Just finished reading The Trouble With Poetry by Billy Collins (and other poems, the subtitle helpfully adds), and was struck by how metaphor handles are on everything, and how you just need to know how to find them. Most people just look at things right side up, but others — poets, madmen, and Chesterton — know how to flip common objects over, and there, right where you wouldn’t have thought to look, is the small brass handle. You pick the thing up and carry it across the way — none of these things is really that heavy — and drop it with a smallish thud right next to something else, and everybody says whoa. No need to find a handle on the second thing, not unless you intend to move it somewhere.
I really enjoy his grip on these handles, and was amazed at the apparent ease with which he finds them. My wife picked up the book last night and read a few of his poems — quite appreciatively — and immediately found a handle of her own. She saw right off that if you don’t have a handle for the whole world, facility with all the little handles will just turn you into a subdued and whimsical sentimentalist, carrying the burden of particulars to and fro in the gloaming of melancholy.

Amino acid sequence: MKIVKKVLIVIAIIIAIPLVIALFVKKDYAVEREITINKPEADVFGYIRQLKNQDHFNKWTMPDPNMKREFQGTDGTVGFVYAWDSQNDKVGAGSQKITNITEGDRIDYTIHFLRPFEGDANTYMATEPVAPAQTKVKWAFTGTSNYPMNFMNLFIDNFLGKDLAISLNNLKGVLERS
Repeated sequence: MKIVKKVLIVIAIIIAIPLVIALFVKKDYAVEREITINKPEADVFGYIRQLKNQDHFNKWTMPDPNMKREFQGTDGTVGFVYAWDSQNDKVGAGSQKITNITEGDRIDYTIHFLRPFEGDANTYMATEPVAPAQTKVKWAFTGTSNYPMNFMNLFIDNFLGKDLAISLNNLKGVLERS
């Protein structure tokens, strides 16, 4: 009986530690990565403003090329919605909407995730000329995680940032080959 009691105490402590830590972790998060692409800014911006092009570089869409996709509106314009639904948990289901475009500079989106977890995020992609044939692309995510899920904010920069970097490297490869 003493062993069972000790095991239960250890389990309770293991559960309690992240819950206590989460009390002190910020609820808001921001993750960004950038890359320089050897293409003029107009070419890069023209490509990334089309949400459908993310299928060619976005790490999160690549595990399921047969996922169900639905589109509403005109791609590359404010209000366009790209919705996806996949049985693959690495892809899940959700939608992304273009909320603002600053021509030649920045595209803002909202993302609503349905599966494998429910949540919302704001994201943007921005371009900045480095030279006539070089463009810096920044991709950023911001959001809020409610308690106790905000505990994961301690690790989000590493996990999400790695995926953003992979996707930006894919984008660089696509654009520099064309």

Unless you know yourself to be seen, all seeing is sentimentalism.